The Sociology Book: Big Ideas Simply Explained
DK, 2015, $25.00
Ages: 12+, new adult and adult interest
Genre: nonfiction, biographies, sociology, science, education
I found this book and its concepts utterly fascinating, especially as I research more into environmental impacts on mental illness. Looking at the evolution of society and its standards throughout history, this book is thought-provoking, insightful, and filled with interesting information!
All the Bright Places
By Jennifer Niven
Knopf Books, 2015, $17.99
Ages: Young Adult
Genre: contemporary, romance, fiction, suicide, depression, mental illness
Instant Happy Journal: 365 Days of Inspiration, Gratitude, and Joy
By Karen Salmansohn
Penguin Random House, 2015, $16.99
Genre: nonfiction, journal, happiness, new adult and adult crossover
These graphically-designed, fun pages are great for flipping through and instant inspiration. I've also printed out pages for my bulletin board and sent as encouraging messages. Great for all ages, especially fans of quotes, art, humor, inspiration, and graphic design. Also great gift for grads, Mother's and Father's Day, and as an add-on to any gift.
Realistic Fiction and Nonfiction About Mental Illness
All the Major Constellations: A Novel
By Pratima Cranse
Viking, 2015, $16.99
Age: Young Adult
Genre: contemporary realistic, coma, grief, religion, mental health
The Gutsy Girl: Escapades for Your Life of Epic Adventure
By Caroline Paul
Illustrated by Wendy MacNaughton
Bloomsbury, 2016, $18.00
Genre: adventure, courage, failure, autobiography, memoir, feminism
Spotlight by Taya D.
This reader thinks this is a book every girl must read!
The Distance from Me to You
By Marina Gessner
Putnam, 2015, $16.99
Genre: YA, romance, abuse, mental illness
Page design by Taya D.
Content assistance, Corynn R.
Unhinge: A Novel
By Calia Read
Ballantine Books, 2016, $16.00
Age: Young Adult
Genre: mental illness, mental institute, romance
Change your Brain, Change Your Life (Before 25): Train the Developing Mind for Real World Success
By Jesse Payne
Harlequin Enterprises, 2014, $16.95
Ages: YA, 14+, adult interest
Genre: mental health, nonfiction, teaching, creativity, success, biology
Many people don't realize, the brain continues developing until age 25. Just one example, the onset of puberty is the time when depression and anxiety disorders first appear-- in addition to all the body and mood changes, especially when there is a family history. As if there needs to be more confusion at this time! However, just being aware of the facts, understanding what is happening in the body, can help deal with the onslaught of emotions and situations that arise in life. This book offers excellent advice on brain health, covering a multitude of topics and fascinating research, including the effects of stress on the brain and body, and ways to improve brain health for a lifetime. I highly recommend this book for teens and adults, ages 14 and up.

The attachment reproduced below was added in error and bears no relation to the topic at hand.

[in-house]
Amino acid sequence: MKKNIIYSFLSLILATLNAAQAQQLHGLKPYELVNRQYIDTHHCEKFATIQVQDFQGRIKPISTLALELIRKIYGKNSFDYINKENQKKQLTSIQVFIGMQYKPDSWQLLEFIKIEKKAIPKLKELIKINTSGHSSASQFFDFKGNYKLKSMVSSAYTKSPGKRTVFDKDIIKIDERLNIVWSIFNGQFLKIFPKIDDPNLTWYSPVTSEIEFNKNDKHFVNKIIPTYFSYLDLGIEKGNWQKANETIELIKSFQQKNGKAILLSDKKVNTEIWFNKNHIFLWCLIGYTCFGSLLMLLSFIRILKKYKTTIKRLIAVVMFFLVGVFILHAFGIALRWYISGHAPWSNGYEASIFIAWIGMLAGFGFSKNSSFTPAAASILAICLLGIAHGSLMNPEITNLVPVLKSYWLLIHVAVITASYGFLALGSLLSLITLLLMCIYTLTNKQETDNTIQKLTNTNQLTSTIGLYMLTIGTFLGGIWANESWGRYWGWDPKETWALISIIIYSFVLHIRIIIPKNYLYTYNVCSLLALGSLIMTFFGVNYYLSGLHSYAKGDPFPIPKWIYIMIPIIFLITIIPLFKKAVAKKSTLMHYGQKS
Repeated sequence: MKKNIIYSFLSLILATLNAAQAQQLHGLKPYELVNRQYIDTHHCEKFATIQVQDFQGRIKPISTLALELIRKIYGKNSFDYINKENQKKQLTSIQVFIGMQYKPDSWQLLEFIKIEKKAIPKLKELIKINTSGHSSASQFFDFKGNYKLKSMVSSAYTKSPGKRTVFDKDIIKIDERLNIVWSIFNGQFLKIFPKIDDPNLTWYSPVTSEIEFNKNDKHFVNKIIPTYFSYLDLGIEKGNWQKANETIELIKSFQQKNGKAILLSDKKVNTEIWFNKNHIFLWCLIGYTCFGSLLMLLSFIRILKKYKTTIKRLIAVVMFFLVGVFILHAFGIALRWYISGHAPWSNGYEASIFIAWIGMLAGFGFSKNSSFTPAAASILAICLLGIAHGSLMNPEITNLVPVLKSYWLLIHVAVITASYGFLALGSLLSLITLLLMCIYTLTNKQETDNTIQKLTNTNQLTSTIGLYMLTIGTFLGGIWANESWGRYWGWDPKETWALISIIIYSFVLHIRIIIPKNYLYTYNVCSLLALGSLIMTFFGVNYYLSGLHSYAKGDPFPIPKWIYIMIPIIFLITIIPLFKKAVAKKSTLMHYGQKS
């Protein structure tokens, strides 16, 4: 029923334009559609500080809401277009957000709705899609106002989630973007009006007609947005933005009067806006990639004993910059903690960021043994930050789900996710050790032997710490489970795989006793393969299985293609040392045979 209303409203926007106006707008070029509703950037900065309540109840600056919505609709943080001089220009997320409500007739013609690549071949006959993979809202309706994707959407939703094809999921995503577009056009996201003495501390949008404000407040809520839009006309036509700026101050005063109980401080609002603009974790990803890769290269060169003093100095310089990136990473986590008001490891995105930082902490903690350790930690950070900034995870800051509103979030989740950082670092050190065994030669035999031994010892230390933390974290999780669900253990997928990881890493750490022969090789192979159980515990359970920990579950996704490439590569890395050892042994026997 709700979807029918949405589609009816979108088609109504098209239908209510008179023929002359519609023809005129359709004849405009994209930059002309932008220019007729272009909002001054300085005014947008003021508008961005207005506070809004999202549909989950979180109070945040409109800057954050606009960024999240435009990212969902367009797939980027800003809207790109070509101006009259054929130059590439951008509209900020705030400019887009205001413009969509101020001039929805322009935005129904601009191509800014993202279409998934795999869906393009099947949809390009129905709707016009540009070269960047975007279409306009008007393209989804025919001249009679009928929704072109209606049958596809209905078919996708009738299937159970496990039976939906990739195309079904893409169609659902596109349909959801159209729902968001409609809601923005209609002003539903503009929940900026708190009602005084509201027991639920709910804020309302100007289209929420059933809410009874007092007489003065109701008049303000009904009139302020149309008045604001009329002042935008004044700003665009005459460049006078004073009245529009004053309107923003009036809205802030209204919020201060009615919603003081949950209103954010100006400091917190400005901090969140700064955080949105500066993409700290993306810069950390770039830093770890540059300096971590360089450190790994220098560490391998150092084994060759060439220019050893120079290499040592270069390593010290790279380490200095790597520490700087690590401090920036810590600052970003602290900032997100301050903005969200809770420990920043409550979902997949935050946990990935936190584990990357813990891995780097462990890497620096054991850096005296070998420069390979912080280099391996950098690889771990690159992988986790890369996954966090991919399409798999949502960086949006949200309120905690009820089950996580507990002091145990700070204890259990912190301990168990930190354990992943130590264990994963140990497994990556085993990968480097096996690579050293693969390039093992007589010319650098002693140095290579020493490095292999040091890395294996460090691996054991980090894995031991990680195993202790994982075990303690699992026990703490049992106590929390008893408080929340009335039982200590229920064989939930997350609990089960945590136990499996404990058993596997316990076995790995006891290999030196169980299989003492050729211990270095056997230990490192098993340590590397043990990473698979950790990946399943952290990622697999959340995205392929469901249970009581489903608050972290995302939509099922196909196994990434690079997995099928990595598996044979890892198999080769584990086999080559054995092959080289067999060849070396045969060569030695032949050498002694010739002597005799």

By Amanda Panitch
Random House Books, 2015, $17.99
Genre: YA, psychological thriller, mental illness, mystery, romance
The Only Child
Schwartz & Wade Books, 2015, $19.99
Genre: children’s books, fantasy, picture book, loneliness
In December, 2015, one of my son's best friends committed suicide. This tragedy continues to rock our family. I blogged then about this incident, and reported briefly on the epidemic of teen suicide. This DID NOT need to happen! Followers saw what I shared at the time, that I too attempted suicide as an adolescent--three times. Twice by pills, once by cutting my wrists. Why? Because I had depression, anxiety, and some PTSD from being date raped, and I had NO IDEA! However, I've since realized, it is the sum of our experiences that make us who we are, and yes these things happened, but if not, I would not be the person I am today. And during the season of my stormy adolescence, reading books saved my life. This is one reason why I write for teens--if by my experiences, I am able to affect the life on one person ... everything becomes worth it.
My epiphany came after hearing Patricia MacLachlan speak at a children's literature conference, when I remembered my youth spent in the library. Reading showed me I wasn't alone (though I didn't realize this at the time), and yes, reading helped me escape. Upon my epiphany, I thought, "This is what I'm meant to do! This is what I want to do! If through my words, I can help one other teenager be able to see the big picture, then the death of my brother, growing up in a bad divorce situation, and all the things that happened which made me who I am today ... well, see above.
I have learned much, through therapy and research, and today there are more resources and discoveries available about brain health than ever before. Things teens wouldn't know. Things I didn't know. The facts are, teen suicide rates have been rising, especially among adolescent girls (CDC.gov). But the number of resources for children and parents are also rising--exponentially! In my writing and reviewing, I think about things I would have liked to have known when I was younger, and I continue in my lifelong quest to share books of excellence. This roundup explores fiction with themes of mental illness, and nonfiction, resources that have become available thanks to advances in psychology and technology, and it will continue to be expanded.
If someone talks about suicide, don't ignore it. Take it very, very seriously.
From NPR.org, "If someone shows the warning signs of suicide: Do not leave the person alone, remove any firearms, alcohol, drugs or sharp objects that could be used in a suicide attempt, call the U.S. National Suicide Prevention Lifeline at 1-800-273-TALK (8255), and take the person to an emergency room or seek help from a medical or mental health professional."